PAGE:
In the innovation and new product development context, marketing (a business-oriented function) and external design (a creative activity) often have to cooperate, but little is known about how this is done. Our research is based on the study of nine dyadic (marketing and external design) case studies from the luxury fragrance and cosmetics industry. Our analysis suggests three new drivers of new product development success: source of design expertise (process, customer or star-based), designer brand commitment, and number of new product development (NPD) stages involving external designers.
From a managerial perspective, this study provides recommendations to managers to select the right design partner. First, branding, a major asset for marketing, has to be carefully managed, and designer brand commitment is a key element that the marketing department should follow closely. Second, marketing departments should consider two necessary conditions for NPD success: involving their key decision-makers with the designer and encouraging designer brand commitment. Third, it is important to involve external design in many NPD stages and/or to choose a design partner with whom the brand has previously worked. Finally, marketing should adapt the relationship process to the source of external design expertise. Particularly when resorting to star-based external designers, marketers should create mechanisms to ensure consistency with brand identity.
Hemonnet-Goujot, A., Manceau, D. & Abecassis-Moedas, C. (2018). Drivers and Pathways of NPD Success in the Marketing-External Design Relationship. Journal of Product Innovation Management.
Our work focuses on a strategy we label "specialization in generality", which consists in investing in general resources (that is, assets that can be usefully applied to several different markets) and trading with other firms (rather than with final customers) the services/products deriving from such resources. IDEO, a leading design company, is the quintessential example of a company pursuing this strategy: it invested in procedural knowledge general enough to produce new ideas in several different fields, and offered design services to several famous companies (such as Apple, AT&T, Samsung, Philips, and Baxter International) operating in completely different downstream markets. But when does a specialization in generality strategy emerge? And is such strategy sustainable in the long-term? Our papers address these questions. In particular, the first paper (Specializing in generality: firm strategies when intermediate markets work), clarifies the supply and demand conditions inducing companies to adopt a specialization in generality strategy. The second paper (Specializing in general purpose technology as a firm long-term strategy) shows that specializing in generality might actually represent a viable strategy even in the long-run.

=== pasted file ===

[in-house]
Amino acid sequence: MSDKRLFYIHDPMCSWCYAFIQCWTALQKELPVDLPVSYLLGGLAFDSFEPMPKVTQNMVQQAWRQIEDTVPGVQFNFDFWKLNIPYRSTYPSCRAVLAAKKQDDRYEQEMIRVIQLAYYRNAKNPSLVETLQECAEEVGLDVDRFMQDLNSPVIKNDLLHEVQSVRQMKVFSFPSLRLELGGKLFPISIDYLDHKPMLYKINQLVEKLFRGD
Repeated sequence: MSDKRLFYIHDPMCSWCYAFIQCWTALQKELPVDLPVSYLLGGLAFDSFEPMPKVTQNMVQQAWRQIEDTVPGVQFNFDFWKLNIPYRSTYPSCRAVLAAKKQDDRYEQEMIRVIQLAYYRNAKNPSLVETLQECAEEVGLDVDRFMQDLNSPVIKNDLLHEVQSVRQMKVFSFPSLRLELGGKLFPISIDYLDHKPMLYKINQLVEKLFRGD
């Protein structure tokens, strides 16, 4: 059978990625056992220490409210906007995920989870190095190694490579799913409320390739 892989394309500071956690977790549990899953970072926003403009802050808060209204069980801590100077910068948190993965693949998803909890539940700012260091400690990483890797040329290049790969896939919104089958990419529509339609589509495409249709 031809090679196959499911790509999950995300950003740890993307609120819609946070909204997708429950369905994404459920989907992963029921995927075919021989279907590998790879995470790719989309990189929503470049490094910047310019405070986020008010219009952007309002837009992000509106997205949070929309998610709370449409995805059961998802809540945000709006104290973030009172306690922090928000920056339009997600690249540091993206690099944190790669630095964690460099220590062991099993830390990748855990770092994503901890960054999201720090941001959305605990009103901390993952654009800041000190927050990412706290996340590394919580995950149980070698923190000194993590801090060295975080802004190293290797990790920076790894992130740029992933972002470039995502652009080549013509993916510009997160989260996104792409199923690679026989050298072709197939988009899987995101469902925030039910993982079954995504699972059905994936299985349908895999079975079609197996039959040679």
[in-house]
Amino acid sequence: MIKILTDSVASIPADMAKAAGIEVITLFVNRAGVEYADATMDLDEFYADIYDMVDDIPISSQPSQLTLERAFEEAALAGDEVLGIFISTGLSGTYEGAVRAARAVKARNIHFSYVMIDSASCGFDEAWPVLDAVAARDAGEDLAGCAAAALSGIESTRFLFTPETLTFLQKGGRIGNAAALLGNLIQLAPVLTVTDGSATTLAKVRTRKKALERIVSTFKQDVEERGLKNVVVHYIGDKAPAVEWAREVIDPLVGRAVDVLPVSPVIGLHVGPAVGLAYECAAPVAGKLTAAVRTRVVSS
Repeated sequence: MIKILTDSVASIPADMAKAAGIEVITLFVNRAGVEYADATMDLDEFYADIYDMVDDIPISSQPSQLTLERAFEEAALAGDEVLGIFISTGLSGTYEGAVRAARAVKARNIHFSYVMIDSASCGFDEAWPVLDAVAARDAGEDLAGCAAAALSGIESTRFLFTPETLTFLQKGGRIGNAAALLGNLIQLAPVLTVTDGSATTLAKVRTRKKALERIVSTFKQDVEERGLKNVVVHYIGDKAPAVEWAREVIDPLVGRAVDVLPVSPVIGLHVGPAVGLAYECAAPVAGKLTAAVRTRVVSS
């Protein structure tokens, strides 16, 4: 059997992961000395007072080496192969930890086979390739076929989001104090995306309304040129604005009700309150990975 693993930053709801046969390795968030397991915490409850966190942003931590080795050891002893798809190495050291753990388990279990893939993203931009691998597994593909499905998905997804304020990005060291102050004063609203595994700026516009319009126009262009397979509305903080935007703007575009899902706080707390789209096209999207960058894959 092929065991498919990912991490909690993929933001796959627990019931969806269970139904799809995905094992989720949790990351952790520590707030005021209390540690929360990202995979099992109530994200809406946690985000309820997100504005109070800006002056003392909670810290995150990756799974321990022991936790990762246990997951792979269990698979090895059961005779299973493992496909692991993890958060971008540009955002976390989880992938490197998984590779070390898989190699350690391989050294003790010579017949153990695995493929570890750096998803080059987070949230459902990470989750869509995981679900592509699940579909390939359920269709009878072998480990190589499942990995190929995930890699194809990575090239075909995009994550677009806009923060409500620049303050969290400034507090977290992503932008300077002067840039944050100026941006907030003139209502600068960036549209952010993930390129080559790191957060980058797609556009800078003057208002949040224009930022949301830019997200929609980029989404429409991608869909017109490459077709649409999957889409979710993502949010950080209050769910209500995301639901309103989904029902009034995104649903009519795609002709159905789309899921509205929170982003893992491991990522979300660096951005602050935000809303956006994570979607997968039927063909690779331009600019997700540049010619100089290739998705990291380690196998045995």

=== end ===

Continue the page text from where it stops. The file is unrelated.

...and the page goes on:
Conti, R., Gambardella, A. & Novelli, E. (2018). Specializing in generality: firm strategies when intermediate markets work. Organization Science.
Conti, R., Gambardella, A. & Novelli, E. (2018). Specializing in general purpose technologies as a firm long-term strategy. Industrial and Corporate Change.
The paper focuses on creative leadership (leading creative individuals) and examines the leadership style of a group of choreographers. Amongst the 2 main types, some choreographers are sole creators (directive leaders) and their decision to not seek dancers input is based upon their perspective, the particular project they are working on, or their personal preference. In contrast, other choreographers solicit and incorporate the input of dancers (integrative leaders) and they value dancers' input in three different ways; occasional, iterative, and continuous. These results allow researchers and practitioners to better understand creative leadership and can be applied to other areas where creative individuals are managed.
Abecassis-Moedas, C. & Gilson, L. (2018). Drivers and levels of creative leadership: an examination of choreographers as directive and integrative leaders. Innovation: Organization & Management, 20(2), 122-138.
In this paper we investigate how a social enterprise which is part of a social movement can adapt over time its communication strategy to appeal to its customers while remaining consistent with the values and beliefs of the social movement it is part of. We address this issue through a seven-year case study of Addiopizzo Travel, Sicilian social enterprise that attempts to eliminate extortion payments to the Mafia by providing tourism services to support businesses that defy this extortion.
Lee, M., Ramus, T., & Vaccaro, A. (2018). From Protest to Product: Strategic Frame Brokerage in a Commercial Social Movement Organization. Academy of Management Journal.